Another month, another exciting selection of foreign and indie titles to combat the Hollywood machine (although it is nice to see the latter’s big three coming from three different studios—Doctor Strange in the Multiverse of Madness from Disney on May 6, Downton Abbey: A New Era from NBC on May 18, and Top Gun: Maverick from Paramount on May 27—a rarity since all the mergers). And with that exciting selection comes some exciting imagery to hopefully turn heads in the lobby and remind patrons what else is coming.
The fact that all nine titles below are theatrical releases (with a couple going streaming and/or VOD same day) shows the studios (big and small) have officially reverted to pre-COVID status quo whether audiences are ready to comply or not. While there are many positives and negatives born from that unavoidable development, one of the former is unquestionably being able to see these beauties printed and hung on a wall.
Front and center
LA adheres to the “if it isn’t broken, don’t fix it” rule to wonderful effect with their sheet for Firestarter (wide and Peacock, May 13). Even if you’re unaware of the Stephen King source material, seeing Drew Barrymore and Ryan Kiera Armstrong staring us down while flames burn in the background tell us almost everything we need to know. The other aspect is of course the flowing hair. If the actors had looks of fear, we would think it’s being affected by the blast. Because they gaze with steely determination, we know it’s a product of their telekinetic powers.
Kudos too for the updated typeface adding a bit of paperback flourish to contrast its very wordy predecessor. Those cut-ins on each horizontal bar aren’t necessarily meant to be blown up that big (you can see them in full effect on the smaller text above the title, creating swoops rather than indentations), but the uniqueness of the effect and increased bubbled thickness really help it pop.
The star of the Digger (limited, May 20) poster might not be engaging with us so purposefully, but the impact is no less engrossing considering how surreal it proves. While my mind first thought of the Progressive “Motaur” commercials upon seeing this motocross rider’s bike transforming into a horse, it quickly turned to the likes of Greek designer Vasilis Marmatakis after seeing the director’s name. I wouldn’t be surprised if Yorgos Lanthimos’ frequent collaborator designed this one too.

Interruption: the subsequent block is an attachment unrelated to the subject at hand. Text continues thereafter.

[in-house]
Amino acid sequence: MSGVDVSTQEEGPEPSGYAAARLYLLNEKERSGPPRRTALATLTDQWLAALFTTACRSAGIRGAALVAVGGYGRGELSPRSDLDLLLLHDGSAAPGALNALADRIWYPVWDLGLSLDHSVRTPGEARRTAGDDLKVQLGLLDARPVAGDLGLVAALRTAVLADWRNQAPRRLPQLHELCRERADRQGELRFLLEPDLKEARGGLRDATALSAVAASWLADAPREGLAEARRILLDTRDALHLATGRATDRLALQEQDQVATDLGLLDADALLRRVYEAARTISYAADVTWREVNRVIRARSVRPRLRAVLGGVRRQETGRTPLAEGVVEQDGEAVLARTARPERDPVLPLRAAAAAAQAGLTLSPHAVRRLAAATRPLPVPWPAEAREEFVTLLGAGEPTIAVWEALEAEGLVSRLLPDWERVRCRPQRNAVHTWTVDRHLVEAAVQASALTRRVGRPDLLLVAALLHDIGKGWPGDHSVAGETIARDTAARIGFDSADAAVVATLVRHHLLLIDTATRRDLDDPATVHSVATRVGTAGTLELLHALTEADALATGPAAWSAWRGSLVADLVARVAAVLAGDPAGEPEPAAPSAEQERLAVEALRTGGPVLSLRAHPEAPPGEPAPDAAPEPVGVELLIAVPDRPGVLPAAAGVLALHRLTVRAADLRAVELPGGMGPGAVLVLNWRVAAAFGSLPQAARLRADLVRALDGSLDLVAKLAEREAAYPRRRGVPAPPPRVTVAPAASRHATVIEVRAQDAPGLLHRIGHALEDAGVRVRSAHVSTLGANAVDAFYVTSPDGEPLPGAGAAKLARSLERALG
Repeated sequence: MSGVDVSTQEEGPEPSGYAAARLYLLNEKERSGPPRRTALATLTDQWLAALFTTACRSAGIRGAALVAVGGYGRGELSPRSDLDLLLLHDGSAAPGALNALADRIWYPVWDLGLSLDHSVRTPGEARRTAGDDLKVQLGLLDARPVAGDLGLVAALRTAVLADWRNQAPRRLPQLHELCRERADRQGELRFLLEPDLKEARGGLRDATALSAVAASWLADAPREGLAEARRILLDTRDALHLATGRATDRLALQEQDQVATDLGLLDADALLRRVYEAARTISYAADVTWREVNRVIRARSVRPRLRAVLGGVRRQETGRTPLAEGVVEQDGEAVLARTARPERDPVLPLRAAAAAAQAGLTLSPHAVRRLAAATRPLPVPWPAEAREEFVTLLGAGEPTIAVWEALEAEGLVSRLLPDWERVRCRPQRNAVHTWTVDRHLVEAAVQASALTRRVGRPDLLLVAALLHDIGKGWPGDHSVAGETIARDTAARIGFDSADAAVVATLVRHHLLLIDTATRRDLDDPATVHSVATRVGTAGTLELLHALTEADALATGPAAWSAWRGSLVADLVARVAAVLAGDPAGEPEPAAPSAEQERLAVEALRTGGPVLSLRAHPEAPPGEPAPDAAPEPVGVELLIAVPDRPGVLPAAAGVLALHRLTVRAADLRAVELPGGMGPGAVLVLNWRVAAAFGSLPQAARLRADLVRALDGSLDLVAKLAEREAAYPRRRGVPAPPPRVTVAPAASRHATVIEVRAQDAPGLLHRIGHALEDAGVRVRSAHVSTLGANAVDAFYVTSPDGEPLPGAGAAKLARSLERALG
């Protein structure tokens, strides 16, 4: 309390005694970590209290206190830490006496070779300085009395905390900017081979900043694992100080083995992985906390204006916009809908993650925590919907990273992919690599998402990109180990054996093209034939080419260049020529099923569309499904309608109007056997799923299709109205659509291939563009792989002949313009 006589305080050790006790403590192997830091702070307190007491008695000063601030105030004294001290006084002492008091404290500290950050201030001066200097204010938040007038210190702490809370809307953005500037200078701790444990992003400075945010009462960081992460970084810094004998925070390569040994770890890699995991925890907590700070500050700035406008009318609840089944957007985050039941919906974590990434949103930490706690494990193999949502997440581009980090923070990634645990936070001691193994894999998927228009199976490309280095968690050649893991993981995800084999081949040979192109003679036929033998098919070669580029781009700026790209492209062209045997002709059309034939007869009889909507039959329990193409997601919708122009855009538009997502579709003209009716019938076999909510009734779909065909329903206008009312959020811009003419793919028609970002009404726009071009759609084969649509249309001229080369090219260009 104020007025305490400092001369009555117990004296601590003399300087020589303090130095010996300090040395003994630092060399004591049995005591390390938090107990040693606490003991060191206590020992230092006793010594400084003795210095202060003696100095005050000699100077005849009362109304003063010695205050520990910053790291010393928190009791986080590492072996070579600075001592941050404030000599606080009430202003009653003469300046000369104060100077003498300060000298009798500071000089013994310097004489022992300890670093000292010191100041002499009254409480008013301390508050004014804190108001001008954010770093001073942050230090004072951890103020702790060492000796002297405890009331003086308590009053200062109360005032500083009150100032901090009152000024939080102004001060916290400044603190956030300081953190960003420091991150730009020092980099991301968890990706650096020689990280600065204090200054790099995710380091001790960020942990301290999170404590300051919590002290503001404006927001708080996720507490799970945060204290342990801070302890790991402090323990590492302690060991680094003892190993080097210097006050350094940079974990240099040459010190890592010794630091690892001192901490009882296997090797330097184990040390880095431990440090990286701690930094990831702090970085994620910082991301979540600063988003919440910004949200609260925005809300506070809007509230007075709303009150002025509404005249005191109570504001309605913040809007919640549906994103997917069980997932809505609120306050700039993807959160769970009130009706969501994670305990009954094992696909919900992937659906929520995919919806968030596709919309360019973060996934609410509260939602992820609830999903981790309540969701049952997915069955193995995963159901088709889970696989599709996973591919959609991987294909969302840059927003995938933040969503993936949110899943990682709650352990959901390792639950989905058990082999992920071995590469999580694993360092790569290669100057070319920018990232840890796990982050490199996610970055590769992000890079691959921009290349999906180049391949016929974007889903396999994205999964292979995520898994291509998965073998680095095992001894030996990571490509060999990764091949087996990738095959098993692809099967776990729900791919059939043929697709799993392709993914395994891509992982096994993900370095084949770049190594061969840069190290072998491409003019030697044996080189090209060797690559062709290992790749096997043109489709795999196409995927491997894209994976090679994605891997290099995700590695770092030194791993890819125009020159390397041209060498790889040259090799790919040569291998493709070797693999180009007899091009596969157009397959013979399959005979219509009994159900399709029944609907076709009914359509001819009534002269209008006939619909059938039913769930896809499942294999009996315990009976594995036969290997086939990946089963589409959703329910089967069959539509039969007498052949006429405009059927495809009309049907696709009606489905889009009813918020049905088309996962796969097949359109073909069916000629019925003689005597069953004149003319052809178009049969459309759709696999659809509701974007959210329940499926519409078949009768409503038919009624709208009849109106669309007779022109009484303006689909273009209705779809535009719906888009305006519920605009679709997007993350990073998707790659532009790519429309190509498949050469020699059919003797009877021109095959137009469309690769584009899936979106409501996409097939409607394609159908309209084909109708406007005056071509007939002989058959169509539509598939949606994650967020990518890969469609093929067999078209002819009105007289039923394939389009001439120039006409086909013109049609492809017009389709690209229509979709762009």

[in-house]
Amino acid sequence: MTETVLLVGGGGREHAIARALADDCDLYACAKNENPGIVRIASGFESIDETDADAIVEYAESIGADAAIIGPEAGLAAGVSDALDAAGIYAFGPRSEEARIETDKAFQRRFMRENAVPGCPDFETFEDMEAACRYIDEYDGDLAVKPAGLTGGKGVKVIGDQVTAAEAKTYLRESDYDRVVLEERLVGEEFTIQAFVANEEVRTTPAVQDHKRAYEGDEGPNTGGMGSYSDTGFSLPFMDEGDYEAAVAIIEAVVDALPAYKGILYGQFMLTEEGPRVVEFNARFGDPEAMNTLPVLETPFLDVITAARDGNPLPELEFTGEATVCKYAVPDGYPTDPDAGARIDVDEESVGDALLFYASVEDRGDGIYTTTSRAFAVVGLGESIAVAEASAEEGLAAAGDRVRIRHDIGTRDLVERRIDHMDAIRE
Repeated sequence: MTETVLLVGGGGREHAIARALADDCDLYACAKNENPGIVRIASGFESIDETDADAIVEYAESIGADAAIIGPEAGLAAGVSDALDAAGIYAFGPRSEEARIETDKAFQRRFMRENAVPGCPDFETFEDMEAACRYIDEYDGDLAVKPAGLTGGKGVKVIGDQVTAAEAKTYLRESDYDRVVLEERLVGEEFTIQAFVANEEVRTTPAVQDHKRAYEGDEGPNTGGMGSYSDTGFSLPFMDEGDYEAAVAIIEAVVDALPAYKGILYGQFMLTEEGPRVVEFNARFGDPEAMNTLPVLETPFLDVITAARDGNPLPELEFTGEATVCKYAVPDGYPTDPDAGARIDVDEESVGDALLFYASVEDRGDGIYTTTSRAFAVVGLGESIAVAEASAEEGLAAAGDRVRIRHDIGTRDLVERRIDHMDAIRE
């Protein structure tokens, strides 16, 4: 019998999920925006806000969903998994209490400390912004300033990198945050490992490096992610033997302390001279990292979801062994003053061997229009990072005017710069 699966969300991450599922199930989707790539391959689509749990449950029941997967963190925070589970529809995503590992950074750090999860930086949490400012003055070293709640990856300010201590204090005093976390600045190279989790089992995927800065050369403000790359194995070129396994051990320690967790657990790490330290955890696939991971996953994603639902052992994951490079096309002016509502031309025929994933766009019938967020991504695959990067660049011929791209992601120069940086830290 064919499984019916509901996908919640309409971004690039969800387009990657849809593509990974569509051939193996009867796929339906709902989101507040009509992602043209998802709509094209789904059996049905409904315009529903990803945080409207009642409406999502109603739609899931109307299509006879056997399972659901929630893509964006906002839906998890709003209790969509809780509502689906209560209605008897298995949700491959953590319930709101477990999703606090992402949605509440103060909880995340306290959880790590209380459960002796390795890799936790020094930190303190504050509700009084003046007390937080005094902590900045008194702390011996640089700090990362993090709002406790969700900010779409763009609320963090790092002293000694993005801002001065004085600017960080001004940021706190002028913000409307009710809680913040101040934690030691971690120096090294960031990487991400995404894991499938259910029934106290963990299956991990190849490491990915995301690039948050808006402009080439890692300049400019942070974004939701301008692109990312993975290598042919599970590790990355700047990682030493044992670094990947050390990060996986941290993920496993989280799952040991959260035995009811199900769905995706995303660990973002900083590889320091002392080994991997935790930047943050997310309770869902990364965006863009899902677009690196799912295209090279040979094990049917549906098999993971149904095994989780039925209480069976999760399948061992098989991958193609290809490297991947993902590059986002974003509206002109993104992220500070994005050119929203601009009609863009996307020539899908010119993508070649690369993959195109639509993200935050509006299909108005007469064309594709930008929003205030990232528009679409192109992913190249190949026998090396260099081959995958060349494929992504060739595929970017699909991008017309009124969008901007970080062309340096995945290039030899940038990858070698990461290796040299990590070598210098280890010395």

It’s a cool image that’s only enhanced by its muddy yellow sheen. The figure is as easily flying through the air as he is suspended in amber—our vantage point filtered by sand and dust or a window of hardened resin. The bold title comes in as an incongruous mystery unless “digger” is an extreme sports term of which I’m not familiar. It’s half modern western, half high-concept absurdity. And I’m fully on-board as far as finding out what it’s all about.
From muddy to brilliant (and back to fire) we move to the stunning, colorful poster for Gaspar Noé’s short Lux Æterna (limited, May 6). It’s bold, provocative, and psychedelic in its scene of sexy crucifixion with Charlotte Gainsbourg seemingly enjoying her being at the center of a pyre engulfed by flames. Add the geometrically broken-down orb of light at her back and the allusion to stain glass windows is unavoidable. I’m surprised the black triangle holding the rainbow-gradient title isn’t shaped into a church itself—not that such literalism is needed.
The effect only gets wilder on the alternate sheet with Beatrice Dalle screaming, hands over face, besides Gainsbourg. For her part the orb is segmented vertically rather than radially, the lines creating a doorway instead of a sun. That shift makes the whole somewhat tough to absorb as it destroys the otherwise symmetrical composition from two eyes to an “o” and “n”. A message perhaps? Guess you’ll need to watch to know for sure.
The dark clouds of LA’s Montana Story (limited, May 13) advert lend it a somberness that fits with the stoic looks of Haley Lu Richardson and Owen Teague below. A subdued color palette adds to that atmosphere with her jacket providing the only real splash of brightness despite still being a muddy earth tone in its own right. Richardson becomes our focal point as a result even though Teague is bigger in the foreground, his shadows merging with those of the horse to help frame her against the sky.
Both are gazing in opposite directions off-screen, more with notions of introspection than purpose in the real world. What are they thinking about? What are their regrets and worries? These siblings have returned home to confront truths they had hoped to run away from. We can sense that “ticking time bomb” described in Indiewire’s critic’s quote. We anticipate the heavy weight of burden.